Friday, May 21, 2010
Yesterday my life changed. I was able to see something about my childhood and how it affects my adulthood that I had never seen before. It had been staring me in the face for 46 years but I had just never seen it before.
I was with a friend and we were discussing our lives - what is going on - who is pushing our buttons - where they were sewed on by our parents. We were working on our "stuff" trying to become better people. Trying to figure things out so that each year of life that passes involves a few better choices made, and a few less poor choices made.
Working on life is so important. And it is work. To look up close so that we see past the glittering image we want people to see and look deep into the detail - that is "doing the work." My friend Ian says "I only want friends in my life who are 'doing their work!'" And I agree. I am doing my work. I am asking hard questions and looking into dark corners and turning up the lights in my life - welcoming wise others in to look at the cob webs and help me sort out how to live my best life. And they, in tern, invite me into their vulnerable life and ask me my opinion too. As we "do our work" of looking hard at life and seeing - with wide-awake eyes- what needs to be seen, we are becoming God's hope for us.
Blackwater Bluff is a lovely home - comfortable and deeply soothing to me and to others who come here for rest and conversation. But even in the house of this over-functioning solitary, there are the occasional cob webs if you get up close and look from the right angle. My friend Jeremy took this photo one night at a dinner at my house. To him it was a photo but to me it seems an icon. When I first saw the photo in his collection I was embarrassed. But then I realized, with a smile and a shrug that the shame is not in the cob web being there. The only shame would be in the cob web being left there or thinking thatthere are no others.
We all have these cob webs in our lives. We all have "our work to do" as we become more self-aware without becoming more self-absorbed. We beg God to open our eyes to see the cob webs. Then we beg God to remove them. And God shows up in other people - in our sages - in the people we love and trust and consider wise. Our friends bear Christ to us like an inn-keeper bearing a lantern to a traveller in a storm.
They say that cob webs tend to appear where there is air flow. Spiders make their webs there because of the increased likelyhood of a tasty bug being swept into them. Makes sense.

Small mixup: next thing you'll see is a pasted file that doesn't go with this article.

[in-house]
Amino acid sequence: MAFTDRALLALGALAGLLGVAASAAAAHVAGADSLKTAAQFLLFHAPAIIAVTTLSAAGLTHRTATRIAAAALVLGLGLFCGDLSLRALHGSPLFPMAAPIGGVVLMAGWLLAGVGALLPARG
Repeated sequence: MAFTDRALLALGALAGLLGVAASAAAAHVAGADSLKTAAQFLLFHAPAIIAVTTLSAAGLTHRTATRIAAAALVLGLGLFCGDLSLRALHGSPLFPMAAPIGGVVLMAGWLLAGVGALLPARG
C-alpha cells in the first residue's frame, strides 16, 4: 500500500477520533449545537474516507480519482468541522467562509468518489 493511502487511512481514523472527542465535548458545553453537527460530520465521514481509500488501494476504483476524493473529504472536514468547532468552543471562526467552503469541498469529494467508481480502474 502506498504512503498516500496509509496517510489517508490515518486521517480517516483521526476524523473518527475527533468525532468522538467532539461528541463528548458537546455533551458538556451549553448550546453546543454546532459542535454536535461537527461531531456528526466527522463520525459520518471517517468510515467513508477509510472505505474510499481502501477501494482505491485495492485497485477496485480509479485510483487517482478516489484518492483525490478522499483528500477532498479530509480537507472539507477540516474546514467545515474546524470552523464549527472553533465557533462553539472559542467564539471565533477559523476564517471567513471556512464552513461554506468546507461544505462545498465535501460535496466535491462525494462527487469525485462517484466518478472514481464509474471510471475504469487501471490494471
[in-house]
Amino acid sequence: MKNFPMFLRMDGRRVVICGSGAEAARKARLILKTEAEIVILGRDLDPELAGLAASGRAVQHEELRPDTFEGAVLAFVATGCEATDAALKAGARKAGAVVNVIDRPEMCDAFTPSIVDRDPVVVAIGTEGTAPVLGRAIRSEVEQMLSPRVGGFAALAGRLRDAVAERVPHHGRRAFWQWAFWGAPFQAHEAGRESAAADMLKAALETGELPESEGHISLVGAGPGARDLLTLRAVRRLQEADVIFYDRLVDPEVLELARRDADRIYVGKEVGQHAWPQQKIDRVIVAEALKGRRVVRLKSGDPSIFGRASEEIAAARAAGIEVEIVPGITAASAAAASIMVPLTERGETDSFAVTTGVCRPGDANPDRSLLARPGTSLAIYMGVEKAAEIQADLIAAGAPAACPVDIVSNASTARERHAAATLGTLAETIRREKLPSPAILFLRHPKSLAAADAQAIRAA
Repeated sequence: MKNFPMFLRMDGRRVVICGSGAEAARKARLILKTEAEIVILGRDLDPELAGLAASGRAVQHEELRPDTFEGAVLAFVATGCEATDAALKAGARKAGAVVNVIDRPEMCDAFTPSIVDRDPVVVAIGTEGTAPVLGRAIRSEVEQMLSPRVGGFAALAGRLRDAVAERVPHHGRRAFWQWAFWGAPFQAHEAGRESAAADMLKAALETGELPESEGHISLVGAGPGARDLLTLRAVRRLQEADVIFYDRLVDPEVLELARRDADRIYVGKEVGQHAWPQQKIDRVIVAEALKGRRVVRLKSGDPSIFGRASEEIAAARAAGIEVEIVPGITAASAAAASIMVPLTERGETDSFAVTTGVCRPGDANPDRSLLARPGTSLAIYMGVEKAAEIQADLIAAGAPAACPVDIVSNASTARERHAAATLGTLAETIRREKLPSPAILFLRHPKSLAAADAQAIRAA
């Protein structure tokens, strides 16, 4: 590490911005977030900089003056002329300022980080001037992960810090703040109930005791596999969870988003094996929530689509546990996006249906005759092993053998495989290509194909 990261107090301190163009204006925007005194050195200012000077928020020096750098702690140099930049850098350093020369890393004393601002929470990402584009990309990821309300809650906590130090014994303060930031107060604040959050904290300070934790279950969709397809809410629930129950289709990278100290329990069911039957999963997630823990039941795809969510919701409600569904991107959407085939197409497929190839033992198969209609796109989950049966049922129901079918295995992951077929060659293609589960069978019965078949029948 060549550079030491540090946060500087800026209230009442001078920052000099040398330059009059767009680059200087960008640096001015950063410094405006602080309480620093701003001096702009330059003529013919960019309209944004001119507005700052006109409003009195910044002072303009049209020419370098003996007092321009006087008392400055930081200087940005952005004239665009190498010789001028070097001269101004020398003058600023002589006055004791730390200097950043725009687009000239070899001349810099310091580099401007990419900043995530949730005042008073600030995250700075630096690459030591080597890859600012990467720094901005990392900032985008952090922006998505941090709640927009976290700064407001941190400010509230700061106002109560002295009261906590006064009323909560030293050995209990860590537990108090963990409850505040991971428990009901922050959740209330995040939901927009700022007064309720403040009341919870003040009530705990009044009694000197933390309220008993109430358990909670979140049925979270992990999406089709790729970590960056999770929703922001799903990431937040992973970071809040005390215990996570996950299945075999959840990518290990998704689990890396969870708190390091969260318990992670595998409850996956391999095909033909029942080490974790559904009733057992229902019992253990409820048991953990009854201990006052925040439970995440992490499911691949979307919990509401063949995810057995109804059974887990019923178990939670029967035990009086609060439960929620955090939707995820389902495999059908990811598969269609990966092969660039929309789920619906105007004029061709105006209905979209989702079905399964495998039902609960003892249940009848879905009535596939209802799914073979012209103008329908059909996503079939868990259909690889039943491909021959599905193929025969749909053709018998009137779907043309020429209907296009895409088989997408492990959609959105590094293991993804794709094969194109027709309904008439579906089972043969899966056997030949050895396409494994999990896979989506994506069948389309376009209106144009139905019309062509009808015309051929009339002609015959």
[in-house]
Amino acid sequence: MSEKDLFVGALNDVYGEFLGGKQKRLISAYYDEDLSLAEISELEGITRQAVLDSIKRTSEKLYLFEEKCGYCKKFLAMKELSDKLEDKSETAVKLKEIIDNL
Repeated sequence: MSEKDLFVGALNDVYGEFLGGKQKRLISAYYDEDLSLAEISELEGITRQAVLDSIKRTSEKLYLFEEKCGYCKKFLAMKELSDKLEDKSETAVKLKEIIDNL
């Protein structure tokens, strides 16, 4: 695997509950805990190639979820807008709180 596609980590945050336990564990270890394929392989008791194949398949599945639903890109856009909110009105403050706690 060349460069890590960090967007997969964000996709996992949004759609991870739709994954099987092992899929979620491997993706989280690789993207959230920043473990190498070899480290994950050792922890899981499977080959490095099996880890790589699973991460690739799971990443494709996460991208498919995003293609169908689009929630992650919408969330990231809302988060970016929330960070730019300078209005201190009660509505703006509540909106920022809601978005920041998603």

This cob web on my lamp in the living room reminds me that there will always be the occasional cob webs (and even dust balls !) and sometimes we will find new rooms in this "house of love" we call life; and when we open a long-closed door we will find a room so swagged in cob webs that it looks like Disney halloween on meth. But if we go in and invite God in with us - bring close trusted friends in with us, we can clean those rooms up a bit and consider where the drafts are coming from and fix the cracks and let God fix the ones we cannot reach. We "do our work" with courage and integrity. We live our lives not with the lights kept low, but with times of bright self-exposure to those we trust so that they can help us to reach some of the spots we just can't quite reach on our own.
Merton was right. No person is an island. We are all connected. We are all placed here to help each other to become God's hope for us. But for that to happen we need to find our sages, open up to our sages and then, gently, deal with what we see - together.
Yesterday, I realized that an unhelpful pattern in my adulthood was connected to an abuse in my childhood. This realization was like finding a lost combination to an old bank safe. Inside my psyche I could feel the bank-vault internal door wheels turning inside me as the right combination was being entered by a wise friend with a lamp trained on my soul. As the wheels moved and turned and the turning wheels and gears turned the door bolts - all working simultanioulsy in a brass and chrome symphony of turning and grinding, all of a sudden a door unlocked and as it opened, a swoosh of air anounced a new openness. My soul felt that a bit of progress had been made in this house of love I call my life. Inside that door there may well be cob webs, but the people in my life are with me and we all have our trusty feather dusters in our back pocket. The next time we gather for a good meal and some red wine, we can start talking away the cob webs.
Our life is not given to us to be lived so that we are perfect. Our life has been given to us so that we are letting God - through our sages and friends - tackle those cob webs and brighten those windows to our souls. As we do that, there is more Christ-light for everyone.
"...and the light was the light of all people. The light shines in the darkness, and the darkness did not overcome it."